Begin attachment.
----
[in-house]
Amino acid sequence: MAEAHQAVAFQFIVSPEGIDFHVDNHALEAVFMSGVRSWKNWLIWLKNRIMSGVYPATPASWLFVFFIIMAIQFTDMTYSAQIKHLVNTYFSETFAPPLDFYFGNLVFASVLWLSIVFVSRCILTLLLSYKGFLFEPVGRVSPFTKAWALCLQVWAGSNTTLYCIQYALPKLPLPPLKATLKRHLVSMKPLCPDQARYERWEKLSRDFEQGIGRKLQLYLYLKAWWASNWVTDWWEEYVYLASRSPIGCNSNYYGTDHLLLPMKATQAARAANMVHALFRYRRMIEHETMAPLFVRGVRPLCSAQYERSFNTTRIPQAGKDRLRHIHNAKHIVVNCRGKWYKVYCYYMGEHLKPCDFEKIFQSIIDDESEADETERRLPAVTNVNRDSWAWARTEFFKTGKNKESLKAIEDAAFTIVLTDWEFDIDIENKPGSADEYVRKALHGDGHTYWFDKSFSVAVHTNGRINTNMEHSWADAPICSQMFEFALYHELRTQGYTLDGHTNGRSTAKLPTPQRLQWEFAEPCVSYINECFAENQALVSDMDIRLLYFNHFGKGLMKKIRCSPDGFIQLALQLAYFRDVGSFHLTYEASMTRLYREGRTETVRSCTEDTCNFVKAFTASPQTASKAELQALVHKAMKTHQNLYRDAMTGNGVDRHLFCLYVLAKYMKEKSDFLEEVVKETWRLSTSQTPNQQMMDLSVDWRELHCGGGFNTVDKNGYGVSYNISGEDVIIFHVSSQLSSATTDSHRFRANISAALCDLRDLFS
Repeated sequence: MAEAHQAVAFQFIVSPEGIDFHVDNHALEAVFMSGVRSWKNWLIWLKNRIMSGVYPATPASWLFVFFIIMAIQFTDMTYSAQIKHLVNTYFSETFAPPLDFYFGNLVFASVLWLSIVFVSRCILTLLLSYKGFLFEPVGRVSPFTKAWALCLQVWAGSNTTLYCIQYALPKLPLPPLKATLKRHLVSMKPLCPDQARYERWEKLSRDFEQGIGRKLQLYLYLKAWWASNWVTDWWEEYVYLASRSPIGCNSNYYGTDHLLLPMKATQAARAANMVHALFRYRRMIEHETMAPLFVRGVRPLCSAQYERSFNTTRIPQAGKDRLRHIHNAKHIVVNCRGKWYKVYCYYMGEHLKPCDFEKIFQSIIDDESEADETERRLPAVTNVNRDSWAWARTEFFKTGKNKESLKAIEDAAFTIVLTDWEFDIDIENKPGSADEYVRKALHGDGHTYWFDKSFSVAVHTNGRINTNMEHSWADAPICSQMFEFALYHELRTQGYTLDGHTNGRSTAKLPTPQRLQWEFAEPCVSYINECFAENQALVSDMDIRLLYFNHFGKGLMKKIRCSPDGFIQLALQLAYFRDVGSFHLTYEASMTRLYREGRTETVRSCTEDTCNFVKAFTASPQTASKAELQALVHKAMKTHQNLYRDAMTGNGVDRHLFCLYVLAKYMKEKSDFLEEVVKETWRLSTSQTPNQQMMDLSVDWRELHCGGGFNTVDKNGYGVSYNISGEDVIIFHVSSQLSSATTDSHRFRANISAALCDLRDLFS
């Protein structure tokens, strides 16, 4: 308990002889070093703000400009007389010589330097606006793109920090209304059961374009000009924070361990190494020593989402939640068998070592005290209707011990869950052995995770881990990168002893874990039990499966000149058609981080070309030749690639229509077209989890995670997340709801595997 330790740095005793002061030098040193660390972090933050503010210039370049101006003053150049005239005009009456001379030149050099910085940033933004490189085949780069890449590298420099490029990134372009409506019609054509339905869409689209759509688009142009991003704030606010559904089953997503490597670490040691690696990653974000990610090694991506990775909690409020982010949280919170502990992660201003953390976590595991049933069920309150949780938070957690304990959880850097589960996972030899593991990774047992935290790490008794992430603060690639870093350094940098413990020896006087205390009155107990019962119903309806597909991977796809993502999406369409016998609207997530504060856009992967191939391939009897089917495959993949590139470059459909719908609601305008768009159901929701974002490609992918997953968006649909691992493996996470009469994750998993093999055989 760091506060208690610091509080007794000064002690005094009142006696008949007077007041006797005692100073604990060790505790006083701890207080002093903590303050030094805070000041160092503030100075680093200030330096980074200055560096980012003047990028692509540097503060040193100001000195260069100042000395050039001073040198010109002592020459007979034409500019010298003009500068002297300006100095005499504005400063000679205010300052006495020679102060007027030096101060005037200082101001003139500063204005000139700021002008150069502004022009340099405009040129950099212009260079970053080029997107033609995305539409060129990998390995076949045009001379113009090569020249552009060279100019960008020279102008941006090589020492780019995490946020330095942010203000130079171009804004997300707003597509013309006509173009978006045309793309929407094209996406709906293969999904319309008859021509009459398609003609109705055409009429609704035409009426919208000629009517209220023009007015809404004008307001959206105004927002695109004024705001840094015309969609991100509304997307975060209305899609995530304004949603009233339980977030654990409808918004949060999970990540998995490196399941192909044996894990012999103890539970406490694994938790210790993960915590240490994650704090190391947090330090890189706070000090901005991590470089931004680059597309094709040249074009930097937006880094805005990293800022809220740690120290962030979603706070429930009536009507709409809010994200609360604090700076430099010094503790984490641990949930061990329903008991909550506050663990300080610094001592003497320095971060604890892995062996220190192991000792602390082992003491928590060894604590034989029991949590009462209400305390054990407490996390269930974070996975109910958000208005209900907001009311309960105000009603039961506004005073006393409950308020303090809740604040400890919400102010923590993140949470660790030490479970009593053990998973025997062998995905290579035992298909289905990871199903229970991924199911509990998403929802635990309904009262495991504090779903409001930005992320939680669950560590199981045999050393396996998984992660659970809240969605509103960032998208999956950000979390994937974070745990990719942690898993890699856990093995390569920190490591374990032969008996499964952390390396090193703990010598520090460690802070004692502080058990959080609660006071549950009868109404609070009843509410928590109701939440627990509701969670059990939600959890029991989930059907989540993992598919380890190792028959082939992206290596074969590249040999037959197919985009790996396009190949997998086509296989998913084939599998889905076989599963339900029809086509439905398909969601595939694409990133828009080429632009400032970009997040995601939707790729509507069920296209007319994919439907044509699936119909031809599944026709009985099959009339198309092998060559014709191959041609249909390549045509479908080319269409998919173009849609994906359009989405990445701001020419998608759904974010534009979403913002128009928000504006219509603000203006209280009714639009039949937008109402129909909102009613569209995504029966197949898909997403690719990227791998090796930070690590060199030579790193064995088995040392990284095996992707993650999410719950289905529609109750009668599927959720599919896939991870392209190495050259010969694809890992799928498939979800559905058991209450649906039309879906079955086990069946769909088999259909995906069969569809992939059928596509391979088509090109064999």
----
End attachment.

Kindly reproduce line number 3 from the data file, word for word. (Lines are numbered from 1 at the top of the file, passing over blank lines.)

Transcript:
Repeated sequence: MAEAHQAVAFQFIVSPEGIDFHVDNHALEAVFMSGVRSWKNWLIWLKNRIMSGVYPATPASWLFVFFIIMAIQFTDMTYSAQIKHLVNTYFSETFAPPLDFYFGNLVFASVLWLSIVFVSRCILTLLLSYKGFLFEPVGRVSPFTKAWALCLQVWAGSNTTLYCIQYALPKLPLPPLKATLKRHLVSMKPLCPDQARYERWEKLSRDFEQGIGRKLQLYLYLKAWWASNWVTDWWEEYVYLASRSPIGCNSNYYGTDHLLLPMKATQAARAANMVHALFRYRRMIEHETMAPLFVRGVRPLCSAQYERSFNTTRIPQAGKDRLRHIHNAKHIVVNCRGKWYKVYCYYMGEHLKPCDFEKIFQSIIDDESEADETERRLPAVTNVNRDSWAWARTEFFKTGKNKESLKAIEDAAFTIVLTDWEFDIDIENKPGSADEYVRKALHGDGHTYWFDKSFSVAVHTNGRINTNMEHSWADAPICSQMFEFALYHELRTQGYTLDGHTNGRSTAKLPTPQRLQWEFAEPCVSYINECFAENQALVSDMDIRLLYFNHFGKGLMKKIRCSPDGFIQLALQLAYFRDVGSFHLTYEASMTRLYREGRTETVRSCTEDTCNFVKAFTASPQTASKAELQALVHKAMKTHQNLYRDAMTGNGVDRHLFCLYVLAKYMKEKSDFLEEVVKETWRLSTSQTPNQQMMDLSVDWRELHCGGGFNTVDKNGYGVSYNISGEDVIIFHVSSQLSSATTDSHRFRANISAALCDLRDLFS